EU announces investigations into three major tech giants 

The EU has announced that it will be starting investigations into some of the largest tech corporations globally after concerns were raised about anti-competitive practices.

Meta, Apple, and Alphabet, the parent company of Google, are under scrutiny for potential violations of the Digital Markets Act (DMA) introduced in 2022. If found guilty, these companies could face fines of up to 10% of their annual turnover.

EU antitrust chief Margrethe Vestager and industry leader Thierry Breton jointly announced the investigations on Monday. These enquiries target six companies, which are also among the world’s largest tech firms: Alphabet, Apple, Meta, Amazon, Microsoft, and ByteDance. 

None of these companies are headquartered in Europe, with five based in the United States and ByteDance situated in Beijing.

This development follows the EU’s recent €1.8 billion fine on Apple for breaching competition laws related to music streaming. At the same time, the US has launched a landmark lawsuit against Apple, accusing the company of monopolizing the smartphone market.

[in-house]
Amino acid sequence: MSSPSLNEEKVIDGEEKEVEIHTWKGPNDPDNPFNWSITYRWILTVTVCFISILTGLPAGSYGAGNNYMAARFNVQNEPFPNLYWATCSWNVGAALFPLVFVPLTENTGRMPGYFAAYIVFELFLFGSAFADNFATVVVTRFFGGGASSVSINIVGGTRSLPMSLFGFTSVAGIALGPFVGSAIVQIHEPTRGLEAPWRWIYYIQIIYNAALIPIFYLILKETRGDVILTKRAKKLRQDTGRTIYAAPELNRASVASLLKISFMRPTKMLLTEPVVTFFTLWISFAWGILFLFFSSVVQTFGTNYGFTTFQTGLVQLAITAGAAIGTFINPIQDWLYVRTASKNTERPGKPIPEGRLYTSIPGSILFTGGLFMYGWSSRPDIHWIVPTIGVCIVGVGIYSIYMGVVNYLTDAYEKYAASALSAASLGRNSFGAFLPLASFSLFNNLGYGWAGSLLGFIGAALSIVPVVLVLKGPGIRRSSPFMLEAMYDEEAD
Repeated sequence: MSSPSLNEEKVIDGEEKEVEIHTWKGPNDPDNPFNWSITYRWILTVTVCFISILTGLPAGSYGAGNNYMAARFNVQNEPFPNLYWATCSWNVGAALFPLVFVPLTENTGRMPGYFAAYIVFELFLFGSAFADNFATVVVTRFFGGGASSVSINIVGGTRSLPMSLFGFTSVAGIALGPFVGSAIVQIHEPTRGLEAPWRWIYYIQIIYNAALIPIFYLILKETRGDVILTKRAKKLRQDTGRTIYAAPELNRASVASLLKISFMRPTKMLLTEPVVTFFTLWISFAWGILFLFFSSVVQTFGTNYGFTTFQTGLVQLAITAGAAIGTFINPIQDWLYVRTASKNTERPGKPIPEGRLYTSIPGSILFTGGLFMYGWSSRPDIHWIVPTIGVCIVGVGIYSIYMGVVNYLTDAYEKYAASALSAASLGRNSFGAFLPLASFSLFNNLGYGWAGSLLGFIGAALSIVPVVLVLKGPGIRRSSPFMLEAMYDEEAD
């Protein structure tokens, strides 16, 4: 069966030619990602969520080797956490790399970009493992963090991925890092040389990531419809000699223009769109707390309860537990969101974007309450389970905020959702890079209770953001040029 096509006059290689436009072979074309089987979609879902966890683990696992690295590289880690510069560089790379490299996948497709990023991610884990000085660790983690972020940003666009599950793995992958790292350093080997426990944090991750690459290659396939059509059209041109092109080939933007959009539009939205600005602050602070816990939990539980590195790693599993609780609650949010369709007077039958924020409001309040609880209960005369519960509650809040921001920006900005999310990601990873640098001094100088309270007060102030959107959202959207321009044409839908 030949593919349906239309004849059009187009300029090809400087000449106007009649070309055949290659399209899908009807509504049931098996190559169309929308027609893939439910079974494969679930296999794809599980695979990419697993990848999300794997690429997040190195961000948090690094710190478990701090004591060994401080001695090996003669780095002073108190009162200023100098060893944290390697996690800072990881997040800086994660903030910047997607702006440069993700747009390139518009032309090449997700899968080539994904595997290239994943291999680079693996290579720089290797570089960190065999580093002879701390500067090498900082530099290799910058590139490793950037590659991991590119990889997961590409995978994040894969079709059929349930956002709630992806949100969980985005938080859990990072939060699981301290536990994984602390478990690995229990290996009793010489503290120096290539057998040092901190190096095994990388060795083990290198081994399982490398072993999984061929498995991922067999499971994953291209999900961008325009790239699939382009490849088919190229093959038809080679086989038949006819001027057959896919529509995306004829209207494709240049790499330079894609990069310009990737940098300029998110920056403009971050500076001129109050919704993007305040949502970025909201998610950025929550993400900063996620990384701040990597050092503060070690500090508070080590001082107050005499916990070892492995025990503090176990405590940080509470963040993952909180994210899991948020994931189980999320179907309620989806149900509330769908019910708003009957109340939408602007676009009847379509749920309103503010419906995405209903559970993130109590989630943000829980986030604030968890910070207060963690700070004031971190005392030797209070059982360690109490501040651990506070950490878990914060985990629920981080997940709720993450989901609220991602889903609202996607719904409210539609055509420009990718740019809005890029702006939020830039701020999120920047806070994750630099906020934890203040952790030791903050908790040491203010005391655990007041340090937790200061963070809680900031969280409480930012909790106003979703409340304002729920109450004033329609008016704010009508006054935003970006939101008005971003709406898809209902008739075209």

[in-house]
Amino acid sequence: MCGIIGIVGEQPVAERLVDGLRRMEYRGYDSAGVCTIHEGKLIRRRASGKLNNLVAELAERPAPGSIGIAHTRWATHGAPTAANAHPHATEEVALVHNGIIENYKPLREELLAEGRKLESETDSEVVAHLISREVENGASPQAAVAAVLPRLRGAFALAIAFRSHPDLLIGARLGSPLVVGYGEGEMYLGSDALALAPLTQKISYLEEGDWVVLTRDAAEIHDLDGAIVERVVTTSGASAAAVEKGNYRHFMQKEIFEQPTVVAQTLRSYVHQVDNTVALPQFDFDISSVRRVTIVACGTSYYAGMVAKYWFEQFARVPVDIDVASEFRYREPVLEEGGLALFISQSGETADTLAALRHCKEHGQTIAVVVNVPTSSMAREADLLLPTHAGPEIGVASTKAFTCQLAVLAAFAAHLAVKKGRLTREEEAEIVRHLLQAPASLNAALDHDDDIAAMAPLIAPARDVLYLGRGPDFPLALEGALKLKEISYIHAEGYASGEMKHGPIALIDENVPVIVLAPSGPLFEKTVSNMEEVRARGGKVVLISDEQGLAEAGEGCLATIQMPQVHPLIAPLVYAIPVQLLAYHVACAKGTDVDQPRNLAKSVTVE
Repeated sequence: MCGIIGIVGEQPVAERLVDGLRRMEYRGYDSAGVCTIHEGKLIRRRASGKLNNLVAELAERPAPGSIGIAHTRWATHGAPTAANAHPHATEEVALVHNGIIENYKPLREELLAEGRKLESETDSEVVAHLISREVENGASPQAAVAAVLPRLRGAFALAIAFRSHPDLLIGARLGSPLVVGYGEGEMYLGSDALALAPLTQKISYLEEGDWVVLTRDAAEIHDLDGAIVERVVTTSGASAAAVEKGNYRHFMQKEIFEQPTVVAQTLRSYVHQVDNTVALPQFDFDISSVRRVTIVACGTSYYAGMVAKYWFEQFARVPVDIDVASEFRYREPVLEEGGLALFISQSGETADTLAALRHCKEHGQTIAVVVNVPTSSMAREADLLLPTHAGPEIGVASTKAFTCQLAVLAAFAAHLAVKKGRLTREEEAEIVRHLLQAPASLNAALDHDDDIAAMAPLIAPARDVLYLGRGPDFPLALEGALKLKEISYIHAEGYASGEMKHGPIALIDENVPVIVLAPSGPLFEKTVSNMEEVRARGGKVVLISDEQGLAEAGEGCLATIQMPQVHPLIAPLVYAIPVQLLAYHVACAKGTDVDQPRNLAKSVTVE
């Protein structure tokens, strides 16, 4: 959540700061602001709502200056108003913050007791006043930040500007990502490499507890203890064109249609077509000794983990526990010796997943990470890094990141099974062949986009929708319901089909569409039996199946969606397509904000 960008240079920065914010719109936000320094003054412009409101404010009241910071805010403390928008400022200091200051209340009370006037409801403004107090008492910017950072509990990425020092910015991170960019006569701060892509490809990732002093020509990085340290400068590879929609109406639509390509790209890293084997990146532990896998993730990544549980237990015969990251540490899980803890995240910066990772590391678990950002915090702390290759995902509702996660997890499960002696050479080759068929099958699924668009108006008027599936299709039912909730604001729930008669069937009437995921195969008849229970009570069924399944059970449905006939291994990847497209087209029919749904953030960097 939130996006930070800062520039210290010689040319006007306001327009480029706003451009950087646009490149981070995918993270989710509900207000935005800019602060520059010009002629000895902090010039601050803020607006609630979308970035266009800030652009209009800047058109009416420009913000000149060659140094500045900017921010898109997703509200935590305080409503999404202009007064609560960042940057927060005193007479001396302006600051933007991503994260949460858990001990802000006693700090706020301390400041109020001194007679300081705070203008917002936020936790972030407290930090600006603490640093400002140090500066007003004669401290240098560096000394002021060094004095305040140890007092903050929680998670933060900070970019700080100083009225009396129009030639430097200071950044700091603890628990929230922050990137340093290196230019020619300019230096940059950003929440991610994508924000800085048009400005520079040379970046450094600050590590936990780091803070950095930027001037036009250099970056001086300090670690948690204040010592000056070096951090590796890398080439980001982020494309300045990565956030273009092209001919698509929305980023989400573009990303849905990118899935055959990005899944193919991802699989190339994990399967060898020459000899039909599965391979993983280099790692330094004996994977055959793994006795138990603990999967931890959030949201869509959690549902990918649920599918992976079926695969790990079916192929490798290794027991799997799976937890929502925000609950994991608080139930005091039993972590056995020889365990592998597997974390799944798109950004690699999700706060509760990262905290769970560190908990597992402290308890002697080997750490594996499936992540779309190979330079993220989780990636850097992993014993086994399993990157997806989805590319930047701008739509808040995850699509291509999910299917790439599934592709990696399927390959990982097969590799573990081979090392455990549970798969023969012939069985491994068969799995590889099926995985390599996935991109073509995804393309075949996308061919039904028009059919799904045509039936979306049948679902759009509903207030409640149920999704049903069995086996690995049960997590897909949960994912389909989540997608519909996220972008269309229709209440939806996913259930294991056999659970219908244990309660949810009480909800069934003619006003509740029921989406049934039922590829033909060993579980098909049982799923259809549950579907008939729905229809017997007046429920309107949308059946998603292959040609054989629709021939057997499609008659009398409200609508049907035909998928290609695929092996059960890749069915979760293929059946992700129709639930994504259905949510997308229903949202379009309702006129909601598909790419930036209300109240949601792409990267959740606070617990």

The EU’s investigations will focus on five areas of potential non-compliance:

1 & 2 – Examining whether Apple and Alphabet are impeding apps from freely communicating with users and forming contracts with them.

3 – Assessing whether Apple provides users with sufficient choice in terms of app management and default settings.

4 – Investigating whether Meta engages in unfair practices by requiring users to pay to prevent their data from being used for advertising purposes.

5 – Checking whether Google prioritizes its own products and services in search results.

The first two points center around the concept of “anti-steering,” with the EU alleging that these firms hinder apps from informing users about alternative, potentially cheaper payment methods outside of app stores’ proprietary payment systems. 

Regarding the third point, the EU says that Apple must facilitate easy app uninstallation, allow changes to default settings, and offer “choice screens” enabling users to select different browsers or search engines. 

The EU also says that Apple’s web browser “choice screen” fails to provide adequate options, and certain apps, such as Apple Photos, cannot be removed altogether.

According to Ms Vestager, the investigation will last around a year. She said: “We suspect that the suggested solutions put forward by the three companies do not fully comply with the DMA. We will now investigate the companies’ compliance with the DMA, to ensure open and contestable digital markets in Europe.”

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